31.9. Transactions

All of the examples presented in this chapter have been defined to run in a transaction. Transaction granularity is a dominating factor in optimized loading because transactions define the lifetime of preloaded data. If the transaction completes, commits, or rolls back, the data in the preload cache is lost. This can result in a severe negative performance impact.
The performance impact of running without a transaction will be demonstrated with an example that uses an on-find optimized query that selects the first four gangsters (to keep the result set small), and it is executed without a wrapper transaction. The example code follows:
public String createGangsterHtmlTable_no_tx() throws FinderException
    StringBuffer table = new StringBuffer();

    Collection gangsters = gangsterHome.findFour();
    for(Iterator iter = gangsters.iterator(); iter.hasNext(); ) {
        Gangster gangster = (Gangster)iter.next();
    return table.toString();
The finder results in the following query being executed:
SELECT t0_g.id, t0_g.name, t0_g.nick_name, t0_g.badness
  FROM gangster t0_g
  WHERE t0_g.id < 4
  ORDER BY t0_g.id ASC
Normally this would be the only query executed, but since this code is not running in a transaction, all of the preloaded data is thrown away as soon as finder returns. Then when the CMP field is accessed JBoss executes the following four queries (one for each loop):
SELECT id, name, nick_name, badness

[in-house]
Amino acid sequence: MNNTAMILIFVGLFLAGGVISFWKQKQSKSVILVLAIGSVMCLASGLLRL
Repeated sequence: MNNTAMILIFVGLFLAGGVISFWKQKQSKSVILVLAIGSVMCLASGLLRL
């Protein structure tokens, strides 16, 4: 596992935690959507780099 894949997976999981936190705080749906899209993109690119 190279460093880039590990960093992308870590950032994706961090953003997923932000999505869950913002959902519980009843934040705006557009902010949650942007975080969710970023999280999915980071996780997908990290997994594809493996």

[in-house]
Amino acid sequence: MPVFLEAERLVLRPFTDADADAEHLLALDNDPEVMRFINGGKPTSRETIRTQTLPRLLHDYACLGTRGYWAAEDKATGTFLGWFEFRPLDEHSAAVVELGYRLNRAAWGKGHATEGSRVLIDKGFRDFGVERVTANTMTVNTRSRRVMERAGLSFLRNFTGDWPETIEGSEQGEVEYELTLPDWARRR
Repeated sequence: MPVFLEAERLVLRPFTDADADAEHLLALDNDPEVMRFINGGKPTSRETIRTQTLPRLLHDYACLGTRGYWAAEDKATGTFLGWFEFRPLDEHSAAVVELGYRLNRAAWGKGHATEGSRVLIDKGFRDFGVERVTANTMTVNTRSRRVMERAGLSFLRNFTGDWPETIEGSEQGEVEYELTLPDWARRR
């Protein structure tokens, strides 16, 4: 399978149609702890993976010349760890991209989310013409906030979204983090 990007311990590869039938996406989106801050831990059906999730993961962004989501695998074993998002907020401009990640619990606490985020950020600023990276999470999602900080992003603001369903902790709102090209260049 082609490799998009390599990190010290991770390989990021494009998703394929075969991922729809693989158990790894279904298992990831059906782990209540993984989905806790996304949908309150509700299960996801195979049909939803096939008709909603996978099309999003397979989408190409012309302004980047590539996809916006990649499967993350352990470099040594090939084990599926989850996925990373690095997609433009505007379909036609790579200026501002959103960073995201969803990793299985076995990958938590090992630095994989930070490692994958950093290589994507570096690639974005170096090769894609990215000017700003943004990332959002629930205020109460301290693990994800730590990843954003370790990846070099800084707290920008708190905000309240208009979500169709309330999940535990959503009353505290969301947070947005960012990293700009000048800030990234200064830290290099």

FROM gangster
  WHERE (id=0) OR (id=1) OR (id=2) OR (id=3)
SELECT id, name, nick_name, badness
  FROM gangster
  WHERE (id=1) OR (id=2) OR (id=3)
SELECT id, name, nick_name, badness
  FROM gangster
  WHERE (id=2) OR (id=3)
SELECT name, nick_name, badness
  FROM gangster
  WHERE (id=3)
It is actually worse than this. JBoss executes each of these queries three times; once for each CMP field that is accessed. This is because the preloaded values are discarded between the CMP field accessor calls.
The following figure shows the execution of the queries:
No Transaction on-find optimized query execution

Figure 31.13. No Transaction on-find optimized query execution

This performance is much worse than read ahead none because of the amount of data loaded from the database. The number of rows loaded is determined by the following equation:

Example 31.5. 

n + n - 1 + n - 2 + ... + 1 + = ((n · (n+1)) / 2) = O(n2)
This all happens because the transaction in the example is bounded by a single call on the entity. This brings up the important question "How do I run my code in a transaction?" The answer depends on where the code runs. If it runs in an EJB (session, entity, or message driven), the method must be marked with the Required or RequiresNewtrans-attribute in the assembly-descriptor. If the code is not running in an EJB, a user transaction is necessary. The following code wraps a call to the declared method with a user transaction:
public String createGangsterHtmlTable_with_tx()
    throws FinderException
    UserTransaction tx = null;
    try {
        InitialContext ctx = new InitialContext();
        tx = (UserTransaction) ctx.lookup("UserTransaction");

        String table = createGangsterHtmlTable_no_tx();
        if (tx.getStatus() == Status.STATUS_ACTIVE) {
	    return table;
    } catch (Exception e) {
        try {
            if (tx != null) tx.rollback();
        } catch (SystemException unused) {
            // eat the exception we are exceptioning out anyway
        if (e instanceof FinderException) {
	        throw (FinderException) e;
        if (e instanceof RuntimeException) {
	        throw (RuntimeException) e;

        throw new EJBException(e);